Years of Wonder—and Risk

updated 11/13/1995 AT 01:00 AM EST

originally published 11/13/1995 AT 01:00 AM EST

The teenage years have always been a time of turmoil, but for America's 19 million young adolescents—kids between the ages of 10 and 14—the perils are growing greater. Consider the numbers. Two-thirds of eighth graders say they have tried alcohol, and a quarter admit to being current drinkers. Between 1991 and 1994 smoking increased 30 percent among 13-year-olds, while marijuana use doubled. From 1980 to 1992 suicides rose 120 percent among 10- to 14-year-olds; between 1985 and 1992 the death rate from gunshot wounds doubled.

Those are just a few of the unhappy discoveries included in a recent report by the Carnegie Council on Adolescent Development, a 27-member blue-ribbon panel that has released the first long-term, comprehensive study of American adolescents. The report, titled "Great Transitions: Preparing Adolescents for a New Century," cautions that young people are being given increased autonomy at precisely the age when they most need adult support and guidance. As a result many young teens feel they are on their own as they negotiate the tricky first approaches to adulthood. "Altogether, "declares the 165-page report, "nearly half of American adolescents are at high or moderate risk of seriously damaging their life chances. The damage may be near-term and vivid, or it may be delayed, like a time bomb set in youth."

One hopeful sign, says educational psychologist Dr. Ruby Takanishi, 49, the Carnegie Council's executive director, is that adolescents actually crave the very support and attention they need. Takanishi, whose father was a merchant and mother a teacher, was reared on Kaua'i, Hawaii, and received her Ph.D. in educational psychology from Stanford. Married to Louis, 48, a fundraiser for nonprofit groups, she is the mother of Marika, 13. Takanishi spoke with correspondent Jane Sims Podesta in her Washington office.

What prompted the Carnegie panel to focus on early adolescence?

We believe the years from 10 through 14 are probably the most neglected and least understood phase of the first two decades of life. For some reason it's an age researchers have ignored. Most people don't realize it but an adolescent in this age group undergoes as many biological, behavioral and social changes as does a child during his or her crucial first three years. It's a period of great risk. It's also an age when you can catch kids and get them on the right track before their problems get set in concrete.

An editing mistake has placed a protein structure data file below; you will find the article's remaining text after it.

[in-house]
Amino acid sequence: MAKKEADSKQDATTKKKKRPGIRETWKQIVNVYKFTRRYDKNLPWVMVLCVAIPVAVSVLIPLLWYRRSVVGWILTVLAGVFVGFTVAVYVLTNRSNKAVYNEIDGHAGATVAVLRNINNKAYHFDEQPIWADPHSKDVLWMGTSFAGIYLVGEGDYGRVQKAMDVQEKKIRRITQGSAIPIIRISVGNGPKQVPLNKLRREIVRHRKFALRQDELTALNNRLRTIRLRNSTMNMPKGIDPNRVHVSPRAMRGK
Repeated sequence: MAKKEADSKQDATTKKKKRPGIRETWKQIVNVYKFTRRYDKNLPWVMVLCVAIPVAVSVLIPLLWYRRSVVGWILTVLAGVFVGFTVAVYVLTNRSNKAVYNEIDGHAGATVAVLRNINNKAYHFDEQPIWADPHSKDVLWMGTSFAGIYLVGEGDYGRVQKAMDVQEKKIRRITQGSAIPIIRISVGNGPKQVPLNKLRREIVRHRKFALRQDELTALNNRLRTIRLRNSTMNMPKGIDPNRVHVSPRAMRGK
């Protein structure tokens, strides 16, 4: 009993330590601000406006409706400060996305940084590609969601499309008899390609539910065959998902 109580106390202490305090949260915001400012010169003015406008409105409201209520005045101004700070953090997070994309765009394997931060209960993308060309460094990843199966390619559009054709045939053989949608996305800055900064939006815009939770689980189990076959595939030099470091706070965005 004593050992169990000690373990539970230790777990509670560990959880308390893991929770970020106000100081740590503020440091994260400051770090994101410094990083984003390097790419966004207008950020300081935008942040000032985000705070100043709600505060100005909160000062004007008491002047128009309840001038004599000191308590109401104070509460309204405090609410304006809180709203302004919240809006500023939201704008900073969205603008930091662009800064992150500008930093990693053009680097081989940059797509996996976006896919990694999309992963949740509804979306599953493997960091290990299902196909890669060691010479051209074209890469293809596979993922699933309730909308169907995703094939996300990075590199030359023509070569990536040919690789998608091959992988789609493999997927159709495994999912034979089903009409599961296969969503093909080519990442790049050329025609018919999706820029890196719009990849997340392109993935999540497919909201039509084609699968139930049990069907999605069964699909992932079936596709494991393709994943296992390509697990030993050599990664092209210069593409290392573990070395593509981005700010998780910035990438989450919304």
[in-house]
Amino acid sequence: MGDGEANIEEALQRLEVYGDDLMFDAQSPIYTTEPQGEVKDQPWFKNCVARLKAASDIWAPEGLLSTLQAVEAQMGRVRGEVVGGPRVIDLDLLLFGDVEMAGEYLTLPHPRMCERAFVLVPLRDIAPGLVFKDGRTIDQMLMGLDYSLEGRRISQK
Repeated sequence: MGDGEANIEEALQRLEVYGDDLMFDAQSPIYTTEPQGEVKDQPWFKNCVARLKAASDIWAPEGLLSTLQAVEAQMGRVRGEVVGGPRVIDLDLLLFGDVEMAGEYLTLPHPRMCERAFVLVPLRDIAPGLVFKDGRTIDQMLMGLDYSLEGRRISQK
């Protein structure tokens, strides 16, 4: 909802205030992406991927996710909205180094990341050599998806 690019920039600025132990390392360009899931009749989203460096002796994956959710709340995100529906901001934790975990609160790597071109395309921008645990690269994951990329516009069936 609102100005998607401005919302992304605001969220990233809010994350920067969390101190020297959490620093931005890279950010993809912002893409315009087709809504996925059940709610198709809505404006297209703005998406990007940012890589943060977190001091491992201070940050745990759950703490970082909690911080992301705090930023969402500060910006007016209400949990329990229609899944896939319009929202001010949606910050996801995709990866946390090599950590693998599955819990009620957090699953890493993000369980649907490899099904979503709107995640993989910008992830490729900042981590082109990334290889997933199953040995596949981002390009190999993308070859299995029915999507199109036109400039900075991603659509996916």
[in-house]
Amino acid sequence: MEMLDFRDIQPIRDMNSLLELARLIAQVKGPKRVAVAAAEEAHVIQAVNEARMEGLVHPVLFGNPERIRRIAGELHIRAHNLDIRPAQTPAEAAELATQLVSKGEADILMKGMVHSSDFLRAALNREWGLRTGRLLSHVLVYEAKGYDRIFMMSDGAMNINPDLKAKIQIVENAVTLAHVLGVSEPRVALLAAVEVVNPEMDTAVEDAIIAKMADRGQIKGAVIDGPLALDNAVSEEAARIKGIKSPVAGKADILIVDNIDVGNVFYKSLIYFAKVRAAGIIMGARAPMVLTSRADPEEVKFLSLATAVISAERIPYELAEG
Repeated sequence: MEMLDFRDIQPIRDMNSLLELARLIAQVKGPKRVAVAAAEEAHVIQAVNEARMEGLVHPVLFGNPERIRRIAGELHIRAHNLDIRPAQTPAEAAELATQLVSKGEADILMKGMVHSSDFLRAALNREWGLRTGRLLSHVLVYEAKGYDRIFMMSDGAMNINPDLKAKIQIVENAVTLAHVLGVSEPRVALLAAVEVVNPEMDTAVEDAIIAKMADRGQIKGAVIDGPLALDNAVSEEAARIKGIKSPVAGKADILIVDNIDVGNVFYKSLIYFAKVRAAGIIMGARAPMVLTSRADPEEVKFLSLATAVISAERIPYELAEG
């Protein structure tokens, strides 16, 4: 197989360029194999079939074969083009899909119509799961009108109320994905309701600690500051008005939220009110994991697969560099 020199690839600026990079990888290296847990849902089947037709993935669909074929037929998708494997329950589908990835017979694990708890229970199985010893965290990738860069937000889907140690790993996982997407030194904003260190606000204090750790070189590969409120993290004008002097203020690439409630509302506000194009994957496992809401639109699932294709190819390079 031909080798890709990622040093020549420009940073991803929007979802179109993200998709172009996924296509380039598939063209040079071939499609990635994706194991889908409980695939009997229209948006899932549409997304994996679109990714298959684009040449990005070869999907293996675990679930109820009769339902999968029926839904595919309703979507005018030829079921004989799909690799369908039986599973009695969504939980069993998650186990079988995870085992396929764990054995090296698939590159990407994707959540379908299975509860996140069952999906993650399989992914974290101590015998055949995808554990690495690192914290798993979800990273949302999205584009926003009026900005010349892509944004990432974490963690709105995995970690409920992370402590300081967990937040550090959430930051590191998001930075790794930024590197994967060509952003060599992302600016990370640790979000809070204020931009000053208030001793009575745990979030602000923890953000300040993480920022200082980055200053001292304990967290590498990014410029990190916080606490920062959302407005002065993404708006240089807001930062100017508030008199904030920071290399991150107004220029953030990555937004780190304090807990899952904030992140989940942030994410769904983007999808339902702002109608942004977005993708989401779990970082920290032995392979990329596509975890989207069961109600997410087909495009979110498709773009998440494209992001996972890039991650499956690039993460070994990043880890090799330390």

Why is it such a pivotal time?

If young people feel they don't have a future or a place in society, and nobody—not even their parents—seems to care about them, a lot of things follow. The natural experimentation and risk-taking among adolescents becomes more entrenched, and they're less careful to protect themselves.

Are parents giving their adolescent children too much freedom?

There seems to be a widespread assumption that when kids turn 10 or 12 they don't need supervision, especially after school. That simply isn't true—they're still kids. And they're beginning to think about what kind of persons they want to be when they grow up. It was amazing to me how we kept noticing children saying, "We wish our parents would pay more attention to us. We need it. They aren't here." They aren't saying they want someone telling them what color their hair should be—they're talking about help in making moral and ethical decisions.

Are parents ceding responsibility?

While it's true that adults need to pay more attention to their children, we realize the problem is more complicated than that. It used to be that families had support systems—communities and kin—to help back them up. Today not only have those support systems eroded, but there are new pressures on parents and families—economic demands that force them to work longer and harder to keep up. What we're saying is that while families are important, they don't exist in a vacuum. They need the public sphere—schools, employers, the government—to help provide a safety net.

How can schools do more for adolescents?

Fundamentally we need to have higher expectations and demand more academically from our students. We should also be looking at creating smaller schools. Recent studies show that juvenile crime rises between the hours of 3 and 6 p.m. It parents can't be home to supervise kids, schools could stay open longer and become community centers.

What can be done for adolescents from broken homes who don't have adults they can rely on?

Community-based organizations need to develop systems to support them. We spotlighted a program started by the Ford Foundation in 1989 called the Quantum Opportunities Program. Ninth-grade students from poor neighborhoods in five cities—Philadelphia, Oklahoma City, Milwaukee, San Antonio and Saginaw, Mich.—were matched with adult mentors who helped them with schoolwork, took them to plays and concerts and counseled them on job planning. The mentors stay with them from the age of 13 until they graduate. We found that these kids were more likely to go on to college and less likely to get involved in crime, go on welfare or get pregnant.

How can employers help support parents of young people?

They can offer flex time, as they sometimes do for parents of small children. In addition companies such as IBM and Toyota now help locate after-school care and activities for their employees' adolescent children.

What if we don't address the problems of young adolescents?

If we ignore the problems of young people, our nation is at risk. Today's adolescents can be the promise or the threat to our social and economic standing in the world. Our report is a wake-up call: We must stop neglecting the adolescents who are our future.

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